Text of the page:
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Sunday, December 31, 2017

2017 in Review - The Television

How is it that we are at the last day of 2017?  And to be honest with you, now that it is almost over...I'M GLAD!  It has really been a very difficult year, and I am really looking forward to a brand new year of hope, dreams, and opportunities.

I just wish that it wasn't so blustery cold outside!  It's said that in New York City, it's going to be the second coldest New Year's Eve in the history of the Times Square ball drop!  That could make for one frosty Rockin' New Year's Eve party!  I hope Ryan Seacrest has packed his Underarmor long johns!  And I hope that Mariah Carey actually wears clothes this time around when she sings for her redemption performance after the trainwreck last year because otherwise she might turn into a diva-sicle.

Yeah, Mariah's horrendous performance at Rockin' New Years Eve '17 was just one of the many events that happened in the world of television in 2017.  We've seen some television series debut to much fanfare, and we've seen some of our favourite television shows end after many years of stories.  And while Netflix, Hulu, and CraveTV have won over a lot of viewers, don't count network television out just yet.

So grab a bag of Doritos, pop open a Dr. Pepper, and figure out the difference between Kourtney Kardashian and Kylie Jenner because this is the best and worst of television in 2017.

So, a lot of television shows debuted this year, but before we get to that, let's have a look at some of the shows that we said farewell to.

Girl Meets World (January 20)
The Odd Couple (January 30)
The Apprentice (February 13)
The Vampire Diaries (March 10)
Liv and Maddie (March 24)
Bones (March 28)
Duck Dynasty (March 29)
Dr. Ken (March 31)
Grimm (March 31)
Sleepy Hollow (March 31)
Last Man Standing (March 31)
Switched at Birth (April 11)
Girls (April 16)
2 Broke Girls (April 17)
24: Legacy (April 17)
The O'Reilly Factor (April 21)
Bates Motel (April 24)
Rosewood (April 28)
The Great Outdoors (May 8)
Criminal Minds: Beyond Borders (May 17)
Baby Daddy (May 22)
Reign (June 16)
Pretty Little Liars (June 27)
Orphan Black (August 12)
The Insider (September 8)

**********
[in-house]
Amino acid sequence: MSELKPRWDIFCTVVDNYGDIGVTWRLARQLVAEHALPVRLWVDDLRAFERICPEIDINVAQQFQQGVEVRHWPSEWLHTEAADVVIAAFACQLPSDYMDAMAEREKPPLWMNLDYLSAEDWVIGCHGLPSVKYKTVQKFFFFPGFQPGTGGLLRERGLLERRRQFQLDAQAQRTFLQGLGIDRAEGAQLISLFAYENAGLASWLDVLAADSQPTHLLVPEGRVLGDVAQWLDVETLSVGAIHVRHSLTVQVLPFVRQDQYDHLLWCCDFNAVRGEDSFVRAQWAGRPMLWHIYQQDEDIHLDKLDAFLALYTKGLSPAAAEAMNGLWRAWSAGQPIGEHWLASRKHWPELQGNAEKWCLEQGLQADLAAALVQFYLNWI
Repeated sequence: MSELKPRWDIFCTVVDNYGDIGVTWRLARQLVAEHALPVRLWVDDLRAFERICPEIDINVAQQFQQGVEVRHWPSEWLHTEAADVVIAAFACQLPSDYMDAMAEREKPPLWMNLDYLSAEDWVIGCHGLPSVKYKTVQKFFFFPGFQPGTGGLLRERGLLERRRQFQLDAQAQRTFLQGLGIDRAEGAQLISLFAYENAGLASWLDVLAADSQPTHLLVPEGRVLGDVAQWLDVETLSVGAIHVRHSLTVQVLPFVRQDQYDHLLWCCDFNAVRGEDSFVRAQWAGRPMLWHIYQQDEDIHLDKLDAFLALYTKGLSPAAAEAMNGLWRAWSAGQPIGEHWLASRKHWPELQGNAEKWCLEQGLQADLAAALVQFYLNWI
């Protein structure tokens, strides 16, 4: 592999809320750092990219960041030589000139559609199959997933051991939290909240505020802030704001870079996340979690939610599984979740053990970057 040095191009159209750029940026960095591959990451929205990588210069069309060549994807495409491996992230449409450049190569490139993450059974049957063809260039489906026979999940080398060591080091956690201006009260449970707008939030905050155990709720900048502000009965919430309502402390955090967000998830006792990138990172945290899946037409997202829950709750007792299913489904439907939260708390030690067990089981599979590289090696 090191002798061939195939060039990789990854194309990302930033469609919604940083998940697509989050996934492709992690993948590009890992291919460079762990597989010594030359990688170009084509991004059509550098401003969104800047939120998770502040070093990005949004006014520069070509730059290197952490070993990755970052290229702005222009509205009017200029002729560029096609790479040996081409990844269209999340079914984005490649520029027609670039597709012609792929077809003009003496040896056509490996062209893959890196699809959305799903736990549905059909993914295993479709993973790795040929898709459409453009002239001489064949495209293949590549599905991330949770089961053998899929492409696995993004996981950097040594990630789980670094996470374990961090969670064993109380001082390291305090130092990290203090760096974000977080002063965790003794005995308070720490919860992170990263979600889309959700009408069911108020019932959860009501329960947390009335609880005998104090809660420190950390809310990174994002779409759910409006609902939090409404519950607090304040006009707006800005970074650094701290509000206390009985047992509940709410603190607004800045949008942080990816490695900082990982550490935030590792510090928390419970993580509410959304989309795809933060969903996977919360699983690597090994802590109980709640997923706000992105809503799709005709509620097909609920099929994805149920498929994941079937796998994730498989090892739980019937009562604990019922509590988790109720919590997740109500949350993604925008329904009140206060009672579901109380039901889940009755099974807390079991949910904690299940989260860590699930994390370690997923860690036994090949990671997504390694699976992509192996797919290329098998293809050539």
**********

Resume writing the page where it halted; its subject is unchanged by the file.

The Strain (September 17)
Episodes (October 8)
Me, Myself, & I (October 30)
Teenage Mutant Ninja Turtles (November 12)
The Mindy Project (November 14)
Longmire (November 17)
Charlie Rose (November 17)
Fashion Police (November 27)
Tavis Smiley (December 13)
Chelsea (December 15)

A few notes:

It's interesting that with "Fuller House" and "Raven's Home" currently airing, "Will & Grace" coming back after a decade long hiatus, and "Roseanne" set to return in 2018 that "Girl Meets World" didn't last longer.  The sequel to "Boy Meets World" was quite the popular show on the Disney Channel and made stars out of Rowan Blanchard and Sabrina Carpenter.  But as decent an effort as it was, perhaps the fact that it was on the Disney Channel might have harmed its success.

But hey, at least it lasted longer than "Me, Myself, & I", which lasted a grand total of one month on the air. 

On the flipside, lots of television series ended after a long run.  Perhaps the one that I am most brokenhearted about is "Bones".  I've been a fan since the first episode aired in 2005, and the cast chemistry and riveting storylines kept me a fan for twelve years.  While I will miss everyone there, at least David Boreanaz is continuing to act in his new show "Seal Team".

"Last Man Standing" also ended its run in 2017 after six seasons, and many fans of the series cried foul, accusing ABC of canceling it due to political reasons.  I don't quite understand that, but given that Tim Allen's previous series "Home Improvement" ran two years longer, I suppose I can understand his disappointment.

Also ending after six seasons is "2 Broke Girls"...and honestly it was about time.  No offense to Kat Dennings and Beth Behrs, but the show was never my cup of tea.

We also said farewell to "Bates Motel" and Freddie Highmore's brilliant, but frightening take on a young Norman Bates.  But don't worry, you can catch him on "The Good Doctor", which has gotten mixed reviews, but I find myself liking it.

And some of these shows ended on their own accord.  I suppose Mindy Kaling expecting a baby could be one reason why "The Mindy Project" wrapped up.  But in the case of Tavis Smiley, Bill O'Reilly, and Charlie Rose...well, let's just say that when you have men behaving badly, they find themselves on the unemployment line really quickly.

I mean, just ask Matt Lauer about that one, right?